There was a wasteland at the edge of the village. It was full of bumps and hollows. We used to use it as a playground.

What was the caravan like?

The caravan was very compact and well maintained.  Dad kept it very clean.  He did most of the housework.  Mum didn’t like cleaning.  He did the cooking too. Dad was a very tidy man.  He had been in the army in the Boer war and took a pride in his appearance. He always cleaned his shoes every day and was meticulous.  He cleaned the part of the sole that doesn’t touch the ground so that you could always see that “ my shoes had been cleaned”, he used to say.  He used to do the washing too as Mum was often away.  He did some in a bowl in the caravan; some he took to the pub boiler and some was taken in by another Mrs. Williams.  She only did ours I think.  Her place was opposite the school.

Can you describe the caravan?

We had three, but the one I remember best was the last one.  The caravan from the travelling fair days is the one I can remember least.  The first one that we had at Ladymoor was small and I can only recall the inside a little.  There was a bed area at the back of the caravan that was screened off by doors that you opened to get to it.  The bed was like a bunk bed with a space underneath for a mattress and that’s where I slept.  It was a bit cramped but I was used to it.

The last caravan was much bigger.  It was shaped like a long shoebox.  It was made from timber.  It had six wheels I think and you entered it by climbing some steps.  As you went in there was a double-doored cupboard on the right and a chest of drawers on the left. You could put things on top of it.  Beyond the chest was a fireplace and beyond that a chair.  This was right next to the door into the bedroom at the back.  There was a window behind the chair.

The bedroom had a similar arrangement to the other van with a large double bed over another bed. I slept there on a mattress.

The bedroom was separated from the living area by a wall. There was room at either side of the bed for a wardrobe and a dressing table, with a chair on which to put your clothes.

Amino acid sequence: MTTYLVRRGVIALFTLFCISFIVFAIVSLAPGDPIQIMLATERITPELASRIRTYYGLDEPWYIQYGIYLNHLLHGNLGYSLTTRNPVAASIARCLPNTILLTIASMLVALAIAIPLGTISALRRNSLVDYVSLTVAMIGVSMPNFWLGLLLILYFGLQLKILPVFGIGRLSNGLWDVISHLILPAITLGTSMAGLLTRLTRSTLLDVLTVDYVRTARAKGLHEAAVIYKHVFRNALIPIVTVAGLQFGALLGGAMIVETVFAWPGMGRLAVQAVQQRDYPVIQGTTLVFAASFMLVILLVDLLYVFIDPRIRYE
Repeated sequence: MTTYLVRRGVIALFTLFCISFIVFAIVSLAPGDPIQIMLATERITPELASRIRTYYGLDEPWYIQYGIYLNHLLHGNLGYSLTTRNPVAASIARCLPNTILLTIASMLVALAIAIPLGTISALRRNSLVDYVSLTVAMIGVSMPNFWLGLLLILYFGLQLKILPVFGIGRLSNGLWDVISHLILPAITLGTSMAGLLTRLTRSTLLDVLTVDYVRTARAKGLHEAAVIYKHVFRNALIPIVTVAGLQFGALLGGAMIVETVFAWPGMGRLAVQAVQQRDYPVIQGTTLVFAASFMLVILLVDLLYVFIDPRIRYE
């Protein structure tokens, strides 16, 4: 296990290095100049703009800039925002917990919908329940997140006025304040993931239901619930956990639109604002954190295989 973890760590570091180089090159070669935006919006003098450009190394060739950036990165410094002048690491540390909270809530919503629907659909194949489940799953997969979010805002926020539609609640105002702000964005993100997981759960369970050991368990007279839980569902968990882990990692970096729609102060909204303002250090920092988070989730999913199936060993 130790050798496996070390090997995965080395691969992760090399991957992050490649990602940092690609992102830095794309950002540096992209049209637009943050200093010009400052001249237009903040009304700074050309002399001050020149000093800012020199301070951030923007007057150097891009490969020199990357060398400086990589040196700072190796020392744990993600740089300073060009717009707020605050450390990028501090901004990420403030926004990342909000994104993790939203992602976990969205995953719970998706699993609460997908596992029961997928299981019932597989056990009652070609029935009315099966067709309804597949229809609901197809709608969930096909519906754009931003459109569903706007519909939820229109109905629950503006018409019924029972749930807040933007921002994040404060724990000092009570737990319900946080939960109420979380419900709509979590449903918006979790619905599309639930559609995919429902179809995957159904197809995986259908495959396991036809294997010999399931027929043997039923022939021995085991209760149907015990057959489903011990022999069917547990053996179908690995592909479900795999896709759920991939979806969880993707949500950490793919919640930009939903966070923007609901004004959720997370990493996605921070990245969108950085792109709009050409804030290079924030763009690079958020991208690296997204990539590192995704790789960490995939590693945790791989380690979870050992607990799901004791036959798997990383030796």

In the living room opposite the fireplace was a table and on either side of it there were chairs.  There was a window on this side too by the chair nearest the bedroom wall.

We didn’t keep anything under the van.  There was shed next to the van where Dad developed his films and where we kids could play if the weather was wet.  We also played in the old stable.

What about the toilet?

We used the pub toilets. We didn’t call them loos.  There were two we could use.  The one in the pub yard was a single chemical canister that had to be emptied each week, and the one in the garden of the pub was a three seater, where you sat next to one another on the toilet at the same time!

Towards the end of my time in Ladymoor I am sure that the council brought sewers to the village to make it modern.  I can recall playing on the pipe that crossed the field opposite the pub that was the sewer.  The pub didn’t have any inside toilets.

Where did you go shopping?

There were two shops in Ladymoor.  Both were general stores where you could buy tinned goods, milk, bread and eggs.  The bread was delivered to the shop from a bakery. Early closing day was Thursday but it didn’t matter because if you ran out you could always go round the back and knock on the door.  They’d open up for you.  I think that the shops ran a slate that you could pay off each weekend when the wages were paid, but we always paid cash.  This was a habit that always stayed with me.

How did you get fuel?

Our van used paraffin to provide the lamplight and coal for the fire and cooking.  Dad used to get the oil from Mrs. Williams.  She had a tank in her yard.  The coal was delivered by a merchant who came round regularly.  He brought coal from a wharf on the canal at Deepfields.

The pool and the terrace houses opposite.  The Spread Eagle would have been round about here.

What other shops can you recall?

There were other shops in Broad Lanes that connected Ladymoor Road with Coseley Street in Bilston.  I know there was greengrocer, a butcher and a pub or two.  A man from down that way used to come to cut my hair but I don’t remember if he had a shop.

Were there visiting shops that came round?

There was a fish van that called each week and there was a butcher’s van that came regularly.  I think there was a butcher’s shop in Broad Lanes but I don’t remember if they were connected.

There was a small farm in the village that kept cows and sold the milk. You could either get it from the farm or they delivered it into your jug with a door-to-door service.  It wasn’t pasteurized.  I can remember the cows in the field across the road from the Spreadeagle.  There was a big pond in that field.  We were told to keep away from it. Nobody went in it.  We didn’t get fresh milk very often.  We used Libby’s evaporated milk as it kept in the tin until you opened it.  Keeping food fresh was a problem, as we had not got a refrigerator or a regular supply of ice.